First edible rechargeable battery created from food

First edible rechargeable battery created from food

Technology News |
By Nick Flaherty

Researchers in Italy have used food to create an edible, rechargeable battery for soft robotics and medical applications.

The team at the Istituto Italiano di Tecnologia (IIT-Italian Institute of Technology) has created a proof-of-concept battery cell that could be used in health diagnostics, food quality monitoring and edible soft robotics.

The battery cell operates at 0.65 V, a voltage low enough not to create problems in the human body when ingested. It can provide current of 48 μA for 12 minutes, or a few microamps for more than an hour, enough to supply power to small electronic devices, such as low-power LEDs, for a limited time.

While lemons and potatoes have been used as primary cells with metal electrodes, the IIT research group developed the battery using riboflavin (vitamin B2, found for example in almonds) as the anode and quercetin (a food supplement and ingredient, present in capers, among others) as the cathode.

Activated charcoal, a widespread over-the-counter medication, was used to increase electrical conductivity, while the electrolyte was water-based. The separator, needed in every battery to avoid short circuits, was made from nori seaweed, the kind found in sushi. Electrodes were encapsulated in beeswax from which two contacts made from food-grade gold foil used by pastry chefs on a cellulose derived support.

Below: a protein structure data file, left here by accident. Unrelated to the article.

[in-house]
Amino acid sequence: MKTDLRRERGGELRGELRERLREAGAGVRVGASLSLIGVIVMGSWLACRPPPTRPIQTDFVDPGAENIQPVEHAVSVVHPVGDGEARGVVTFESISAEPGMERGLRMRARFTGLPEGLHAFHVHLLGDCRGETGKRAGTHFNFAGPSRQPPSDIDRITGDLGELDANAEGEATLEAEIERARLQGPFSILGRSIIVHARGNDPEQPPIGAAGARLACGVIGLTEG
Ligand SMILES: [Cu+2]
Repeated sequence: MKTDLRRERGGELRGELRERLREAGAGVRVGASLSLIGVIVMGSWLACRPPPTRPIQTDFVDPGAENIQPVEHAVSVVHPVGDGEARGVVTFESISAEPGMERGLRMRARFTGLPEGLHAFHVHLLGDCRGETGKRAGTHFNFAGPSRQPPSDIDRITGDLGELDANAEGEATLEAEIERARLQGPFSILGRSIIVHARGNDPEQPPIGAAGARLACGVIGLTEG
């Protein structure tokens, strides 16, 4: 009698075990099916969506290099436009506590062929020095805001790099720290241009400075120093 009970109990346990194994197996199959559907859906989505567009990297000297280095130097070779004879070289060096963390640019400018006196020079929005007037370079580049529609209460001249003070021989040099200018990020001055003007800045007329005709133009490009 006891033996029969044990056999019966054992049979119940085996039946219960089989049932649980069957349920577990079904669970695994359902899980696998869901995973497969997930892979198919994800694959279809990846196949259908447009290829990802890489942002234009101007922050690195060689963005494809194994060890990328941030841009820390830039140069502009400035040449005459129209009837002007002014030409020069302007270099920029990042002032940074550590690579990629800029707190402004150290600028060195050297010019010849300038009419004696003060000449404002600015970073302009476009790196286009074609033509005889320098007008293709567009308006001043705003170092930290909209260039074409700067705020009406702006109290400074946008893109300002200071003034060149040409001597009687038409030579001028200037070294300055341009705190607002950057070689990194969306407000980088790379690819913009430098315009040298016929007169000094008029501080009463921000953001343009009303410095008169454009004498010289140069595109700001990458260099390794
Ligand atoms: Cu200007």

The work follows a €2m grant for a project called ELFO which explores edible electronics where one of the key challenges is an edible power source.

“Future potential uses range from edible circuits and sensors that can monitor health conditions to the powering of sensors for monitoring food storage conditions,” said research coordinator Mario Caironi at IIT. “Moreover, given the level of safety of these batteries, they could be used in children toys, where there is a high risk of ingestion. Actually, we are already developing devices with greater capacity and reducing the overall size. These developments will be tested in future also for powering edible soft robots”, pointed out the

“This edible battery is also very interesting for energy storage community. Building safer batteries, without usage of toxic materials, is a challenge we face as battery demand soars. While our edible batteries won’t power electric cars, they are a proof that batteries can be made from safer materials than current Li-ion batteries. We believe they will inspire other scientists to build safer batteries for truly sustainable future,” said Ivan Ilic, coauthor of the study.

The paper is at 10.1002/adma.202211400


If you enjoyed this article, you will like the following ones: don't miss them by subscribing to :    eeNews on Google News


Linked Articles